By Catherine Georgeoff, Todd A. Hitchcock and Shane Keene
Colleges and universities are making significant strides to better serve today’s learners.
Over the past several years, the higher education space has seen an increase in online degree programs as well as concerted efforts to embed competency-based education in curriculum so student skills align with the demands of the job market. Improvements in the enrollment process have also been implemented to ensure students are adeptly qualified and best prepared to succeed.
While these exciting evolutions continue to manifest over time, the expectation is we will see a correlation between these improvements and improved retention. But that does not appear to be happening…yet.
According to the National Student Clearinghouse Research Center, overall retention has stayed relatively flat over the past six years, hovering at about 60 percent by starting enrollment intensity. The question becomes: can we break through the retention rate plateau? The answer is, of course, yes. There’s always more to be done to positively influence these numbers.
Improving retention requires us to address the challenge head-on by creating more positive experiences for students. And that process starts with everyone on campus taking ownership or responsibility for retention.
To create an environment focused on providing students with a positive experience, it is necessary to change the culture of the institution. Here are three strategies for starting that transformation:
1. Build Collaboration: The idea that student retention should be everyone’s responsibility means that university faculty and staff should find consensus on how each individual involved in an on-campus and or online program can make changes that positively influence student sentiment. All leaders need to come together and map out a realistic plan for how each department and function can ensure that students have positive experiences every day.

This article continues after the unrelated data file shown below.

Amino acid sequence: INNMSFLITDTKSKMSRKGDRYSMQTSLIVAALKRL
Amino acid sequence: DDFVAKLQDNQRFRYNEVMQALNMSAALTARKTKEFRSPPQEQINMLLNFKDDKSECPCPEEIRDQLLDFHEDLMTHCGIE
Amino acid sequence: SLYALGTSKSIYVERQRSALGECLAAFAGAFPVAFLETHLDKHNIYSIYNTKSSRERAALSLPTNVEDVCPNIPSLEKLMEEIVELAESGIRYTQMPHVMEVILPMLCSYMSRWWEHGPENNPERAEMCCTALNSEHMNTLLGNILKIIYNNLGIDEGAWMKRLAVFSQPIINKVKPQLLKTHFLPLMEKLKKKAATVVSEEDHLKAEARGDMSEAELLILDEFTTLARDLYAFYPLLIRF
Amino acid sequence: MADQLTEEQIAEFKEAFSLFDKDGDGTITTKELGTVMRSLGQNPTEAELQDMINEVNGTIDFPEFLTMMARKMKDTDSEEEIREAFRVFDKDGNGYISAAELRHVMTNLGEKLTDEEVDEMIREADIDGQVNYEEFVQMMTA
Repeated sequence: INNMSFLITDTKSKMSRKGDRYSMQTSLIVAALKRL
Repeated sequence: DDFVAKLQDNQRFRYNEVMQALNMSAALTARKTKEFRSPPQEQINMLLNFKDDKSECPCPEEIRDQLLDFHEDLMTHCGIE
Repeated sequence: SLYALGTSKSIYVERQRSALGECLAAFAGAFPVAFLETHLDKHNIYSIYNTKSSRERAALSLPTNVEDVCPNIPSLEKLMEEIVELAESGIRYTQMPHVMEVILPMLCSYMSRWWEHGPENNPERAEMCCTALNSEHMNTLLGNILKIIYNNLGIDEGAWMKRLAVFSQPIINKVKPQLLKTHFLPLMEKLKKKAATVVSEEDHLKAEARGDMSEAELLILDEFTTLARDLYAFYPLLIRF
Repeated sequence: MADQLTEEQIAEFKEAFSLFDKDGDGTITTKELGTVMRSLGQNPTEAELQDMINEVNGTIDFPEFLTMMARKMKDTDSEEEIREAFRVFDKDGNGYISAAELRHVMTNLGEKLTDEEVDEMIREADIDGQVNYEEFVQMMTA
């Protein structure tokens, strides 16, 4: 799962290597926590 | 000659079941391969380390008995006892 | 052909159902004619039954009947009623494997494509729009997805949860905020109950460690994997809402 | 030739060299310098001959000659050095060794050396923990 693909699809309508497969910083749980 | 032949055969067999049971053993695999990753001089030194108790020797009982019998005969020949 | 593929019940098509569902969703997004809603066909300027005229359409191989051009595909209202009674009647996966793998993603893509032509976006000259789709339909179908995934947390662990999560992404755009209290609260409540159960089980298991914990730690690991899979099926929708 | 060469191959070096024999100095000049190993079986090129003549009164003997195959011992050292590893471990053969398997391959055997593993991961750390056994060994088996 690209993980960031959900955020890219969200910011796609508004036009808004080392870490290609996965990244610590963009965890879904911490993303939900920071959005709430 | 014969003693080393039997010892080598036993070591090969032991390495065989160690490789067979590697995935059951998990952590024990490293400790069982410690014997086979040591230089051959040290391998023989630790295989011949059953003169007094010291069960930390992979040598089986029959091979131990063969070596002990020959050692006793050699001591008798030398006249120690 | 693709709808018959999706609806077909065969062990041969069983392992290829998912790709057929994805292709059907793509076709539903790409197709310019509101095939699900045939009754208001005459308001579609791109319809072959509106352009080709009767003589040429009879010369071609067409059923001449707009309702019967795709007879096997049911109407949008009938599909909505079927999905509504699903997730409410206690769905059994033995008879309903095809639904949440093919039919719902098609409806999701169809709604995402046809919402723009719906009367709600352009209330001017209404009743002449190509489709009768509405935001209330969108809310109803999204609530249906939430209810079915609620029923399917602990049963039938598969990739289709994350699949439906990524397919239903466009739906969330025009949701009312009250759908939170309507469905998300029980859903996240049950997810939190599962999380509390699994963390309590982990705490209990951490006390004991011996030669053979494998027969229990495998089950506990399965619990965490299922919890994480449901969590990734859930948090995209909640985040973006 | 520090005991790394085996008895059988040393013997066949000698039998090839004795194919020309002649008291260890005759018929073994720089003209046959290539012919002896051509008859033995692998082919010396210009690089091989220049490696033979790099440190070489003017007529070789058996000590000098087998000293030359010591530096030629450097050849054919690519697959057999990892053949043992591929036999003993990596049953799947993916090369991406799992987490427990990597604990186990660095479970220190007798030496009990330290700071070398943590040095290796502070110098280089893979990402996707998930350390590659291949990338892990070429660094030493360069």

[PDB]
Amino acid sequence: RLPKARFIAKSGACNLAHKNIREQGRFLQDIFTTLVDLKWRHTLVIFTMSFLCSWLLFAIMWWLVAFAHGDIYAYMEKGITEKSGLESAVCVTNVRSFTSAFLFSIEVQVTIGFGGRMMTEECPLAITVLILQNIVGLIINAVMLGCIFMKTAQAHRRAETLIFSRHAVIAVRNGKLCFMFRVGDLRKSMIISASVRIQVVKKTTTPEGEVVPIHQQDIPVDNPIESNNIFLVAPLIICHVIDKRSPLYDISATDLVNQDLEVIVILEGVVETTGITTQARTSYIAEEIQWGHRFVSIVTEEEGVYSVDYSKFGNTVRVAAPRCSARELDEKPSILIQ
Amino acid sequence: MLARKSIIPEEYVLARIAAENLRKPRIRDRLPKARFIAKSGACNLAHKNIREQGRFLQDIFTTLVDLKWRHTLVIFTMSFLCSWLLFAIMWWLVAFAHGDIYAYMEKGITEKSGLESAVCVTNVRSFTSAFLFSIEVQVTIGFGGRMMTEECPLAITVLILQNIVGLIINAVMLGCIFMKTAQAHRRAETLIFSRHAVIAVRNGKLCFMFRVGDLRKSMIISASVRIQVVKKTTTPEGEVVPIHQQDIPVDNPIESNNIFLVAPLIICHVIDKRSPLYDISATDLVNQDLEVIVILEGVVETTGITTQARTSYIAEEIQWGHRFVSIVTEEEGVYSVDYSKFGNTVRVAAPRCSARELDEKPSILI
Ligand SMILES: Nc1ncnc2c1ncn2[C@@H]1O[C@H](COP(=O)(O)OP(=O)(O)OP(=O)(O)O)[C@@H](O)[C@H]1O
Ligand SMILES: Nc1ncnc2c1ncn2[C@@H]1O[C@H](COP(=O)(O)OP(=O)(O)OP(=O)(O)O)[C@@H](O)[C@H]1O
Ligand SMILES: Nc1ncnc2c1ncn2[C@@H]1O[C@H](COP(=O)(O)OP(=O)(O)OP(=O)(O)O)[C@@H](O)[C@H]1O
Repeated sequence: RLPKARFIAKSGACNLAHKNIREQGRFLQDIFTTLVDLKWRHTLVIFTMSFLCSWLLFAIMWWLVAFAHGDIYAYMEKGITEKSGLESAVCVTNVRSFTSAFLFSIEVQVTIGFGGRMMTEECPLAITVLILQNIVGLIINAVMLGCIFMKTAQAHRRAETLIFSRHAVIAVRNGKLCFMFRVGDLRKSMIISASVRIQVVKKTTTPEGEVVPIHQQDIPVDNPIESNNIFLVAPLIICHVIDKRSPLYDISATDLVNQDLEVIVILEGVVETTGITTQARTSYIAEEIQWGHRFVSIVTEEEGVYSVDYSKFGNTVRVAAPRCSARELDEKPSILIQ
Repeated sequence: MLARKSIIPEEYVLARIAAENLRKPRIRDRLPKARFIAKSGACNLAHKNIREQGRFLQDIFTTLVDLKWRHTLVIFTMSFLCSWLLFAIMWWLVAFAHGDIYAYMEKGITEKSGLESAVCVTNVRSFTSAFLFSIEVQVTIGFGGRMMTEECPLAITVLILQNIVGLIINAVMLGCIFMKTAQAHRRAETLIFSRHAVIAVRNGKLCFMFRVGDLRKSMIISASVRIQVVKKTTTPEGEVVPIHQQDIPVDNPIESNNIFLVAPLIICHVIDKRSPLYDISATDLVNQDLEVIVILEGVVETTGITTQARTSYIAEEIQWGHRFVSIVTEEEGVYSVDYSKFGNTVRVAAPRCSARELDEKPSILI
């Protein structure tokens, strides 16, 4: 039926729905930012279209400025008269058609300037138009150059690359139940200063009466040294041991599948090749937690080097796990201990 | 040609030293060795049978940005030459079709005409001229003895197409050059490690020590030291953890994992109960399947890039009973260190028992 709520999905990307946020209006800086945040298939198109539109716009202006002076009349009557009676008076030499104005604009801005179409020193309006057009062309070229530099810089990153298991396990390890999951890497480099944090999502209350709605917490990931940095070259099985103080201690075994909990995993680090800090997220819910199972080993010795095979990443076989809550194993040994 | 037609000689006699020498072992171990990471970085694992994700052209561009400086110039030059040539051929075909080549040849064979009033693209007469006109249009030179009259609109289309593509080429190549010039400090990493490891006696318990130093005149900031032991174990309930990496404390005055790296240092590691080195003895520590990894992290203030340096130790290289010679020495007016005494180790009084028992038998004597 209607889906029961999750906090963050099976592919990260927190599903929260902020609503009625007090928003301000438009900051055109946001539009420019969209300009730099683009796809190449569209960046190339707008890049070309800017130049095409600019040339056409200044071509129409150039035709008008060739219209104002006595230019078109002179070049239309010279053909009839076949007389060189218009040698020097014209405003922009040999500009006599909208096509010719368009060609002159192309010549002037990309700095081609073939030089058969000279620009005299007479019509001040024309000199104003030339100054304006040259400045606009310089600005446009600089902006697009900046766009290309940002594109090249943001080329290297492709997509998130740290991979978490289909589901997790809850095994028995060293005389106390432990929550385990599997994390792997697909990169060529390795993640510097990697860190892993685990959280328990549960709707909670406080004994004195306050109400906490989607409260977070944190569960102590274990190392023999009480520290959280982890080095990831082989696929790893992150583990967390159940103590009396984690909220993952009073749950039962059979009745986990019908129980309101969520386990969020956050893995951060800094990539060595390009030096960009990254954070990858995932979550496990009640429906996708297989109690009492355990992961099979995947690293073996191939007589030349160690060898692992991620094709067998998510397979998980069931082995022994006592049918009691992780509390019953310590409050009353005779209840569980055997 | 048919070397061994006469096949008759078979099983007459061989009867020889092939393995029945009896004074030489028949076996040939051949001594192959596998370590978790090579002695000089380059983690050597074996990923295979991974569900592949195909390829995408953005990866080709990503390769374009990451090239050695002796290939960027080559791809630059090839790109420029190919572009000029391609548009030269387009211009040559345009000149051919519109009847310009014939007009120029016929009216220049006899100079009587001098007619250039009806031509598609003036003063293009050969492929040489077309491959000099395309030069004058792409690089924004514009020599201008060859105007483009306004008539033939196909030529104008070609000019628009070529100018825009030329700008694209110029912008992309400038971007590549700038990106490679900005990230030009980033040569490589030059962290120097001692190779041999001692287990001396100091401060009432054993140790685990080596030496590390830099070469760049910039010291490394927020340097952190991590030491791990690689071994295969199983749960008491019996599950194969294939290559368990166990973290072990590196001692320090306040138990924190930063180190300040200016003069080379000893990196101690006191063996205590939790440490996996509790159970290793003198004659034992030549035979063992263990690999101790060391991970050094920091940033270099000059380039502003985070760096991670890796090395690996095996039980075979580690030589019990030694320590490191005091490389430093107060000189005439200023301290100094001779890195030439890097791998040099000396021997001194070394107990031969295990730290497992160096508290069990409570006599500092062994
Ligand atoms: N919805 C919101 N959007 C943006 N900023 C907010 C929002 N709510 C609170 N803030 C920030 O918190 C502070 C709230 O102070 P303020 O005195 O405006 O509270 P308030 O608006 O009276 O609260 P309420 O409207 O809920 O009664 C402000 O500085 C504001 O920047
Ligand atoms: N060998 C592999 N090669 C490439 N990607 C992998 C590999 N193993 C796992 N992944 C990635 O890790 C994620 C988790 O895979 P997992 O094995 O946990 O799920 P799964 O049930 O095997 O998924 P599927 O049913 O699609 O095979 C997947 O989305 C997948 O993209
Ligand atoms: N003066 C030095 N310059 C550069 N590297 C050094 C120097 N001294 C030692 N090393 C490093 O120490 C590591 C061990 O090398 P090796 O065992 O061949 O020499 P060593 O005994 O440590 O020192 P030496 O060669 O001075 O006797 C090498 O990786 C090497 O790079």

For a student in an on-campus program, this can mean everything from having positive encounters with the campus security monitoring the parking lot to finding faculty members available during listed office hours. In online programs, ensuring that the students’ experiences with technology as well as their interaction with faculty and administration are key to their feeling positive about their experience.
Once leaders determine each person’s role in providing students with a positive experience, then those responsibilities should be built into faculty and staff job descriptions so it becomes an institutionalized and a clearly defined metric that everyone works toward. In time, providing all students with a positive experience will become part of the culture of the institution.
2. Consider Professional Development: Just because job descriptions are adjusted to better align with the student-consumer market doesn’t mean that this will be easy to implement, especially on a mass scale. This is again where leaders can step in to provide needed soft-skills training, especially for faculty and staff who have been in the same roles for years.